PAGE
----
I searched and searched, but I could find no nits at all to pick with the 2015 S1000RR’s chassis or suspension, including the trick electronic dampers that are included in ‘Premium’ trim level. They are simply transparent and highly effective. I really love the S1000RR’s chassis for its ease of turn-in and the way it clearly excels at railing through high-speed sweepers on the side of its tires. This is a chassis that encourages exploration or even expansion of its rider’s (and/or tires’) limits.
Accelerating through the loooong triple-apex turn 16-17-18 complex at COTA, my thoughts were on the tires and my own rusty skills, as by the exit of 18 you’re cranked-over on the right sidewalls and the scenery is rushing-past at a truly sobering pace. It’s the kind of curve that generally triggers one’s self-preservation instinct, but the S1000RR was so damned sweet through there that every lap brought more and more throttle and ever higher speeds. It was the kind of good clean fun that’s always drawn me to racing, and I could almost feel the S1000RR peeling years (and pounds) off my carcass as I grinned inside my helmet.
The BMW Gear-Assist Pro quickshifter works very well but was perhaps a little too easy to upset when old dogs like me forget their new tricks and reflexively blip the throttle on a clutchless downshift. In those instances the quickshifter seemed to check-out. I confess to being a rabid manual throttle blipper in both cars and on bikes, and the BMW doesn’t like for the rider to do anything at all to the throttle while downshifting with Gear-Assist Pro engaged. Speaking of gear changes, the stock shift lever had two mounting holes for the shift rod; swapping between them quickly converts the S1000RR from standard to race-pattern, a nice feature that ought to be included on all supersport machinery.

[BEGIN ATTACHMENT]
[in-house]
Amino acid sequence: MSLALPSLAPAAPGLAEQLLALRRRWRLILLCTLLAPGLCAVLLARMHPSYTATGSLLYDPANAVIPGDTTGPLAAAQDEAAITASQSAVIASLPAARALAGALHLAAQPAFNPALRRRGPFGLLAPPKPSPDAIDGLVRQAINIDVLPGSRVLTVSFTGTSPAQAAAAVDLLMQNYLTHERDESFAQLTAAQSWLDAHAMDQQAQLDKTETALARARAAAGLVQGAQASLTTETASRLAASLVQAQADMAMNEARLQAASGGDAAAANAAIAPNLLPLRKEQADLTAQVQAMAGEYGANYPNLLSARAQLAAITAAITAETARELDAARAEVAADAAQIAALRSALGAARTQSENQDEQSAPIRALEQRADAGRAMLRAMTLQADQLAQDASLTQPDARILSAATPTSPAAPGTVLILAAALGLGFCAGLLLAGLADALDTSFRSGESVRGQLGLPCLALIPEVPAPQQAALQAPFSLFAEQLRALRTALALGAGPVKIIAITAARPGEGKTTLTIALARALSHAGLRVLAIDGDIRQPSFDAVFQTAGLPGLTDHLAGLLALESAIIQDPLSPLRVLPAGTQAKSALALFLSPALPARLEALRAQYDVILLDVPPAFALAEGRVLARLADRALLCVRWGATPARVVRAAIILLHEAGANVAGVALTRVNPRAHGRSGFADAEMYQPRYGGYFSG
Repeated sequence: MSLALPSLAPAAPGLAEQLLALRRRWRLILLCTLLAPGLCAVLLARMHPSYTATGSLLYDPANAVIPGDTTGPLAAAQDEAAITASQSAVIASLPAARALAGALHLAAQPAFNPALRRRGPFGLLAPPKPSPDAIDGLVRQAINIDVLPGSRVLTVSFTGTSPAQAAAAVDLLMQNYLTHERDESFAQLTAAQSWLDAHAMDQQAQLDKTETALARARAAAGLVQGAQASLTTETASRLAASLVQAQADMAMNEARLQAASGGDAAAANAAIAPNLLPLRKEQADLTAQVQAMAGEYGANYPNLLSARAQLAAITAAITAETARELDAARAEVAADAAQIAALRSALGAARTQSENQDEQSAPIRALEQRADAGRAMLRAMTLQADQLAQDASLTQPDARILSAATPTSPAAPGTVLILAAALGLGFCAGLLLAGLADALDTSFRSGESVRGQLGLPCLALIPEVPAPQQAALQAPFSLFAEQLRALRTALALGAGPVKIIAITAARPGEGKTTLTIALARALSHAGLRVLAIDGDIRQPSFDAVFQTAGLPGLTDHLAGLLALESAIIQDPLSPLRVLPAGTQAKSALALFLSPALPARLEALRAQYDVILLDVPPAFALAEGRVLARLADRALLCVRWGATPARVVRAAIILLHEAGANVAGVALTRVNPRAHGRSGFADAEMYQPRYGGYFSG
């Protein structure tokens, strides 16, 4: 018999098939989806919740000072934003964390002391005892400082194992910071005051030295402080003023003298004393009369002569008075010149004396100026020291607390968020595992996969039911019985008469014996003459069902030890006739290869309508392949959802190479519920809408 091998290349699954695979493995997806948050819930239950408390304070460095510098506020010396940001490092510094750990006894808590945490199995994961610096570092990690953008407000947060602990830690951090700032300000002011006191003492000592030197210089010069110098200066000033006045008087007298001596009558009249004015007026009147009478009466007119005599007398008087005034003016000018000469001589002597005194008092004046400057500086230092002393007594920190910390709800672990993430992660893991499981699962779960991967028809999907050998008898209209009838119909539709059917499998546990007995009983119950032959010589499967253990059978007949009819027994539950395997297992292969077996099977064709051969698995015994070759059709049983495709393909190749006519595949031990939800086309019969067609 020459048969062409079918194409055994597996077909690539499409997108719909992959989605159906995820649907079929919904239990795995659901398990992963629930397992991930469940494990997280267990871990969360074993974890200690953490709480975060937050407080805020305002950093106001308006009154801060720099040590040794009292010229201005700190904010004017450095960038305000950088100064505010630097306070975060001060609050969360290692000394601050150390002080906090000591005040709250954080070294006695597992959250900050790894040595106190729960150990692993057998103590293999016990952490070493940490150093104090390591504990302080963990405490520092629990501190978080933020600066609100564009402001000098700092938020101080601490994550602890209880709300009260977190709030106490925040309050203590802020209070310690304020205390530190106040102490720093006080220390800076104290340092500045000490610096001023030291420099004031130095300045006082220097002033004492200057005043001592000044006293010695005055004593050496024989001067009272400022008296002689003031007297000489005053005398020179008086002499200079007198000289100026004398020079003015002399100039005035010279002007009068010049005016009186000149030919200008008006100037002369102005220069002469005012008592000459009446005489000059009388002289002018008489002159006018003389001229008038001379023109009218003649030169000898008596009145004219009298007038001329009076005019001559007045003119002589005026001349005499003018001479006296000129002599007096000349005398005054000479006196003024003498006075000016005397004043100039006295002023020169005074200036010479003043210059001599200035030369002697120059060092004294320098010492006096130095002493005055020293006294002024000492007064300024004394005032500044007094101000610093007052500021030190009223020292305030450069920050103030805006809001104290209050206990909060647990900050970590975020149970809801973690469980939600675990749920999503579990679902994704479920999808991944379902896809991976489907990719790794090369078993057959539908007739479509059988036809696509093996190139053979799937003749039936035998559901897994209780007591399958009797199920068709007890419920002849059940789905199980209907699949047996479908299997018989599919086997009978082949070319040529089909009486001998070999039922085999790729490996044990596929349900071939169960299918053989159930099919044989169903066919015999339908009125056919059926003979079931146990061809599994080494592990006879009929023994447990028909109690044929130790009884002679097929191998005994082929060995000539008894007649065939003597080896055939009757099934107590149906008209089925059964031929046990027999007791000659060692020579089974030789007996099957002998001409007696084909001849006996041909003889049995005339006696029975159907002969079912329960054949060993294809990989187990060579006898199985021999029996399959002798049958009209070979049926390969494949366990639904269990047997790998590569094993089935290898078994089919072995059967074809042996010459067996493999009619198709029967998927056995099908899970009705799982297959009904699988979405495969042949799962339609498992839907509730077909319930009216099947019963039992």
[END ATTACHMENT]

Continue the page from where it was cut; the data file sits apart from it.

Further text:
BMW’s accessory part display bike pictured below features $11,300 in accessories, and it’s equipped with only a slip-on exhaust, so add a few grand more if you want BMW’s full 50-state legal Akrapovic titanium Evo system ($3,099 includes ECU reprogramming and a decibel eater). The BMW Carbon “race” accessories are really street/show parts, thanks to five coats of clear which help ensure they look great but really aren’t much lighter than their standard counterparts. A whole set offers a combined weight savings of just 2.65 lbs over stock.
If you’ve read this far, I’ll let you in on a little secret: I took this assignment because I was rusty and needed to recalibrate my internal works to sync with modern hardware. That need was driven by the knowledge that MO is bringing you something extra-special this summer, in the form of an oversized 2015 Superbike Shootout featuring a stellar lineup that includes no fewer than four new-for-2015 models, plus a couple benchmarks to keep them honest. It is such a large test that they’ve asked me to come along to help fill seats with my ample backside. Stay tuned!
|2015 BMW S1000RR Specifications|
|MSRP||$16,795 – 17,930|
|Engine Type||Inline Four-cylinder|
|Bore x Stroke||80mm x 49.7mm|
|Transmission||Constant mesh 6-speed|
|Front Suspension||Fully adjustable 46mm inverted telescopic fork|
|Rear Suspension||Fully adjustable monoshock|
|Front Brakes||Twin radial mount calipers, 320mm discs|
|Rear Brakes||Single caliper, 220mm disc|
|Seat Height||32.1 inches|
|Curb Weight||449.7 pounds|
|Fuel Capacity||17.5 liters (4.6 gallons)|
|Colors||Racing Red/Light White, Black Storm Metallic, BMW Motorsport|
One platform; two personalities
With the motorcycle industry collected in Cologne, Germany, for Intermot, Honda made the surprise decision to present its latest Neo…